# Finding Value With The “AFP” As Contrary Indicator

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### Finding Value With The “AFP” As Contrary Indicator

One of the most valuable tools for isolating value on each week's card is the "AFP".  This "Away From the Point Spread" number is the margin of point spread victory or defeat by a particular team in a game or group of games.  It is a major factor used by the line maker in adjusting the power rating of a team for their following game or games.  How can we best use this information to our advantage?

The first thing to do is to determine whether the "AFP" is an accurate number for a given game.  The easiest way to do this is to see whether "the difference in yards equates to the difference in points".  For example, Team A defeats Team B 35-17 as a 9 point favorite.  Team A gains 500 yards while Team B gains 250 yards.  A quick review indicates that both the yards and points were of a 2 to 1 nature, turnovers were even, and there were no big plays on special teams.  From the above, it can be surmised that the final score was accurate based on the specific details of the game.  Since Team A beat the point spread by 9 points, the line maker would accurately increase the power rating for Team A by 1 or 2 points and decrease the power rating of Team B by 1 or 2 points.  Here you have no advantage.  Let's take a look at the second example which shows quite the opposite story.  Once again Team A, a 9 point favorite defeats Team B 35-17.  But in this box score, Team B actually out gained Team A 400-300 yards, yet was -4 in the turnover column, and allowed Team A to score on a 100 yard kick return.  Clearly in rescoring the game, you may determine that Team B should actually have won the game by 7 to 10 points.  Yet the line maker, who uses mostly the final score for his power rating adjustment, would actually make his adjustment favoring Team A.  He does this because he understands that most people are handicapping the games based on final score.  Yet you know that the true adjustment should be the opposite way.  Here you have a built in advantage of 2 to 4 points from the line maker's adjustment.

How to Use These Advantages on A Year Over Year Basis

Let's take a blatant example from the 2009 season.  The defending National Champion Florida Gators were 13-1 SU and 12-1 ATS.  In those net +11 ATS victories, they beat the line by a combined 155 points or approximately 14 PPG.  They just kept improving as indicated by their +119 AFP from game 7 on.  It was aided by the fact that Florida was a whopping +22 in net TO's for the season (a figure surpassed only by Oklahoma's +23).  In the course of that ATS blitz in 2008, it ran Florida coach Urban Meyer's record to 16-3 ATS as favorite L2Y.  With the Gators being a nearly unanimous #1 selection to begin 2009, is there any doubt the line maker will be forced to overprice this team in the early going?  The #1 Gators are just one example among many that you can find by ferreting out the AFP records of the 120 teams online for the upcoming season.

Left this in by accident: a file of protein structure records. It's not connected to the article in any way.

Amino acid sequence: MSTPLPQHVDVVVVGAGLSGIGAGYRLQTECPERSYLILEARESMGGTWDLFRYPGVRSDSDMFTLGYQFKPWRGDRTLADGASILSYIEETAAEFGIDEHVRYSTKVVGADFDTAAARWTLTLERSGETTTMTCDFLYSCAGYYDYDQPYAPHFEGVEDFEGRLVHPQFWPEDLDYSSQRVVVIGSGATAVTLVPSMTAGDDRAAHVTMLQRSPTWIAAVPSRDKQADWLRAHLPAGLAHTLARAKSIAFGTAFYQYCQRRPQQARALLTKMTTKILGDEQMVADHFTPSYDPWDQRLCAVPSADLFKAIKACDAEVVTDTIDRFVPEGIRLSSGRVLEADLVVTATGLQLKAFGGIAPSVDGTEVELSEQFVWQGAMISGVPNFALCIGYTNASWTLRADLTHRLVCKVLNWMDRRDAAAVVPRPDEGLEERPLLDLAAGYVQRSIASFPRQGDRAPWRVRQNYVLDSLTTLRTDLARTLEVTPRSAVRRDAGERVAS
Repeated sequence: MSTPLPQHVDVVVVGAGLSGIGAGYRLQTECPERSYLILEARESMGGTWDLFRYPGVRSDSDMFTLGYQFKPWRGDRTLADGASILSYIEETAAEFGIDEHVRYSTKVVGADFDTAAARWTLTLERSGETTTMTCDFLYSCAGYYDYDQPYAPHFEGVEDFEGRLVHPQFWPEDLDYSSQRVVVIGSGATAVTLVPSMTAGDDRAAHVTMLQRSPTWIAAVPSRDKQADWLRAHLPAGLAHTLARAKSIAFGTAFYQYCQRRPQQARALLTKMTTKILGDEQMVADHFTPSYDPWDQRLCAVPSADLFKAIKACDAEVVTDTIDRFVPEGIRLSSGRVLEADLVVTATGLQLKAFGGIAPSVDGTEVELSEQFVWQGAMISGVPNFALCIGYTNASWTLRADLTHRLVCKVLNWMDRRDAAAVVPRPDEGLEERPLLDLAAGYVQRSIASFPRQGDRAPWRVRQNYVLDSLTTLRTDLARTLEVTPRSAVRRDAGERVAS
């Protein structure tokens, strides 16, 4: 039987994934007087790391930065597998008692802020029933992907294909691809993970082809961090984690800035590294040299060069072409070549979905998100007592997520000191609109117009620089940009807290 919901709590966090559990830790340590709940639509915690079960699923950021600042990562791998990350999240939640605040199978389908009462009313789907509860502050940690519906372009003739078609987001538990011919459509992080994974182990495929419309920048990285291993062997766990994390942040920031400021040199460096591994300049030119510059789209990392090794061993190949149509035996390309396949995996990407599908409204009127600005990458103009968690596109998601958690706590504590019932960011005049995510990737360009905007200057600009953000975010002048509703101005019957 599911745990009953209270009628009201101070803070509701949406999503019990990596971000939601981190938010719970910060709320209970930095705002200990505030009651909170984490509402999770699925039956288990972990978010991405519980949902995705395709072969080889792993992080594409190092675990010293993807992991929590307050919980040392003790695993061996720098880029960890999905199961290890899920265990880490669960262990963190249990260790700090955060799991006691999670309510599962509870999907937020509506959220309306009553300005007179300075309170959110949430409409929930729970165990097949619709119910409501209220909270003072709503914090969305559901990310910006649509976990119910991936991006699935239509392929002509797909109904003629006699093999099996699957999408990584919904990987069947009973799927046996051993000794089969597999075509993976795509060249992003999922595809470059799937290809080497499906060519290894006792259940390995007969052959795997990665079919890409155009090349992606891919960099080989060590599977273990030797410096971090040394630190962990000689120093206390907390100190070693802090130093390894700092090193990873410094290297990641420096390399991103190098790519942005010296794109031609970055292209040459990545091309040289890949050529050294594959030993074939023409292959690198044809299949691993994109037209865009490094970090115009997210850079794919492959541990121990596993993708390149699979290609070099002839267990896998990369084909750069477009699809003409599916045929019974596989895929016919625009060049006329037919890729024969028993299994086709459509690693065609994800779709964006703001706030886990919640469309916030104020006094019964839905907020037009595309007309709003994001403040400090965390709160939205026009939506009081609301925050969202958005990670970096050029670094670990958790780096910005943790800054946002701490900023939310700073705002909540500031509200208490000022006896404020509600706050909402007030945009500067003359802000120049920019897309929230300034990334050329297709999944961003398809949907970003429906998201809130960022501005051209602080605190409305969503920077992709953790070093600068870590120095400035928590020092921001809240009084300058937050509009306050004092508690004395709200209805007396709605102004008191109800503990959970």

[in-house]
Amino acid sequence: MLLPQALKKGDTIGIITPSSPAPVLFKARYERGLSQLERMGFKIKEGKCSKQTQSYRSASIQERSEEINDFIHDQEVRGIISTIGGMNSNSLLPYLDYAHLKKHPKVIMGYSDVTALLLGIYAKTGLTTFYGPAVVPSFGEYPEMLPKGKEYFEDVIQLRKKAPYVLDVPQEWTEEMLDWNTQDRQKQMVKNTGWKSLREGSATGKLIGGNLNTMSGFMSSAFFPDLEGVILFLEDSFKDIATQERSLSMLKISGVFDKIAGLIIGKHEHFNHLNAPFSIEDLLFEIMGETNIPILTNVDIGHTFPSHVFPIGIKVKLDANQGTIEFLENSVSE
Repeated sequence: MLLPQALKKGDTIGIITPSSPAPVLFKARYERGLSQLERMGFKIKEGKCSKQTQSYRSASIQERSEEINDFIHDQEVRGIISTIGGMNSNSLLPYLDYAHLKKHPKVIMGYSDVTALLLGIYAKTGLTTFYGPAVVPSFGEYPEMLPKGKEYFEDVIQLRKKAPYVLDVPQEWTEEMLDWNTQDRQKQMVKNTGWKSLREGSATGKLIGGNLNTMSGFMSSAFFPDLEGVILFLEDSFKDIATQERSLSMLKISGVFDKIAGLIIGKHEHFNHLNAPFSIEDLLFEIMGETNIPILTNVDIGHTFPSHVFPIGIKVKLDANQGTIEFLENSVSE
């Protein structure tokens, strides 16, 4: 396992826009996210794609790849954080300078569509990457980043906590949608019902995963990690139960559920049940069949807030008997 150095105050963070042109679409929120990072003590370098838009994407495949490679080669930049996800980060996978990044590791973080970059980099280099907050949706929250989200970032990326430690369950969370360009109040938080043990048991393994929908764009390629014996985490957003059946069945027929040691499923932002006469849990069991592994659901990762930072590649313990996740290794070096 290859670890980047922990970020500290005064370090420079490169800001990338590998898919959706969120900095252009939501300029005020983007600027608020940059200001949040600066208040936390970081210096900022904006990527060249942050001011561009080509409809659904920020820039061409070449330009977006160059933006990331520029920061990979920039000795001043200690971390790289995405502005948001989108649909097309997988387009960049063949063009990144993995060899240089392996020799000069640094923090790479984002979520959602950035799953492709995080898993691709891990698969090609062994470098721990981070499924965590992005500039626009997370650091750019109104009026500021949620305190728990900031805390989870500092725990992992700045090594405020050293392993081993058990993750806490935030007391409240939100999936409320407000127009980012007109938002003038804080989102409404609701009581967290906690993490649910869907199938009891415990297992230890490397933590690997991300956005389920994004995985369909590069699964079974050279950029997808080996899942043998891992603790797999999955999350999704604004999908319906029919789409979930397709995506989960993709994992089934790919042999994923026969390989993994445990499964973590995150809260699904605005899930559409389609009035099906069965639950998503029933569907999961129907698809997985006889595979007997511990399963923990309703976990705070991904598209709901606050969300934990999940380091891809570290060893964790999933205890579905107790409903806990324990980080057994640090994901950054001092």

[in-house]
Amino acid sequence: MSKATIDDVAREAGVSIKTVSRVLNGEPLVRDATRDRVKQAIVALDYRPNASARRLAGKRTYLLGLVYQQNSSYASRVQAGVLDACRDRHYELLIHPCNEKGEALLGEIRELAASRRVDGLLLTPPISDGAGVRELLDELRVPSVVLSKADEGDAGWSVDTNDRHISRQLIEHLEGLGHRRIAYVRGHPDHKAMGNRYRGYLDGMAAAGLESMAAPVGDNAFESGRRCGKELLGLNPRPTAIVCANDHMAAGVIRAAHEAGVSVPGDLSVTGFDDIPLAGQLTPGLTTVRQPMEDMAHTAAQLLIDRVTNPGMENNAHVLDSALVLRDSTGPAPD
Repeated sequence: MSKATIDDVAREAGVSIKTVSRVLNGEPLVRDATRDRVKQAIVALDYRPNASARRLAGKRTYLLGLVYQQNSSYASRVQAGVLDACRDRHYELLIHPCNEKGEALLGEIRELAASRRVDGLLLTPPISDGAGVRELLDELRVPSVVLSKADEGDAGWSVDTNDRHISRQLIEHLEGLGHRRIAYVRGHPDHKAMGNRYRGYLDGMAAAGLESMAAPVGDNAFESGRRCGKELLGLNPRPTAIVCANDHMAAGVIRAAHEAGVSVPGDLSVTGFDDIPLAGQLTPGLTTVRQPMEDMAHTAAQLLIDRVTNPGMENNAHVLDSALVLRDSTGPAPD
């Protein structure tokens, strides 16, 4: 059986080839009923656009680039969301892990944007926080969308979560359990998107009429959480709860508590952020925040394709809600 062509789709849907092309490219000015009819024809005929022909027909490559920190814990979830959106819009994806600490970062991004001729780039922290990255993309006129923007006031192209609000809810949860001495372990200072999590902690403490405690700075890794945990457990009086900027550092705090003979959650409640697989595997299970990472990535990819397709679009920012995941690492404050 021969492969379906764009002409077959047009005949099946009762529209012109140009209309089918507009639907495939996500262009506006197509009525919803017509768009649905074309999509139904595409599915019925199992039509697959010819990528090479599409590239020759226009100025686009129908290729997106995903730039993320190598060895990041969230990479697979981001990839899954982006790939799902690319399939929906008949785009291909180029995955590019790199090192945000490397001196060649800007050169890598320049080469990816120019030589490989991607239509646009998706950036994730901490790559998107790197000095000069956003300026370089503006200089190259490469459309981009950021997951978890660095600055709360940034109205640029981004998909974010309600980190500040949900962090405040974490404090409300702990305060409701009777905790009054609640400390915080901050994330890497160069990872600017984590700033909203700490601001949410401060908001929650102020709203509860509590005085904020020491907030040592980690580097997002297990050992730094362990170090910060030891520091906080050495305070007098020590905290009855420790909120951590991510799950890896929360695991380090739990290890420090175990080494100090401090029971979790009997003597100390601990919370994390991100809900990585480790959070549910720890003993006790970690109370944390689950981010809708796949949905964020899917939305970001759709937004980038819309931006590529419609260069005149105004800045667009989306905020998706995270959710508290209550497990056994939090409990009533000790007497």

How to Use These Advantages in the Current Season

By game 5, most teams have played heir non-con schedule and are ready to enter conference play.  It is an excellent time to begin to take advantage of a team's AFP that has been skewed by their non-con results.  Remember, some coaches like to play "cupcake" September schedules and run up confidence building wins for their team.  Others prefer to play it closer to the vest using these September games to evaluate talent and prepare the team for conference play.  Let's use this type of team as our example.

From game 5 on, consider looking for AFP value with any team who is not under .500 SU, but who is 2 to 4 games below .500 in the ATS column.  Conversely, their foe should be greater than or equal to .500 ATS.  Common sense dictates that we are looking at a value situation here with the value increasing depending on the divergent cumulative AFP values of the respective teams.  Home or away you can find some great spot plays through the middle of November using this situation.  Here are some criteria to consider that have historically proven to make this situation even stronger.

1.     This is a conference game

2.     Our "play on team" is not on a winning or losing streak of 2 or more games

3.     Our "play on team" is not undefeated

4.     Our "play on team" is not off a double digit ATS win

5.     Neither of these teams is off an upset win

By following the above parameters and using a dash of common sense, you will be able to use team's cumulative AFP numbers in the above described situation once game 5 begins to roll around.

A second way to use the AFP factor as contrary indicator is shown in this example from the 2010 season.  Consider using this as early as it occurs thru Game #6.

Simply stated the concept is:  "play on any college football team who has a (-50) or more net AFP indicator when combined with their opponent's AFP".  Please allow me to expand the concept in the form of an example.  Team A has a cumulative AFP of -30.  That is, their net difference from the point spread in all games combined is -30.  Team B has a +30 cumulative AFP.  This makes the net of -60 AFP (which is 50 or more) qualifying Team A as a play under our theory.  On Saturday, October 2nd the situation went 9-3 (75%).  That was matched on Saturday, October 9th with an identical 9-3 ATS making the cumulative two week record 18-6 (75%).

• Great stuff as always!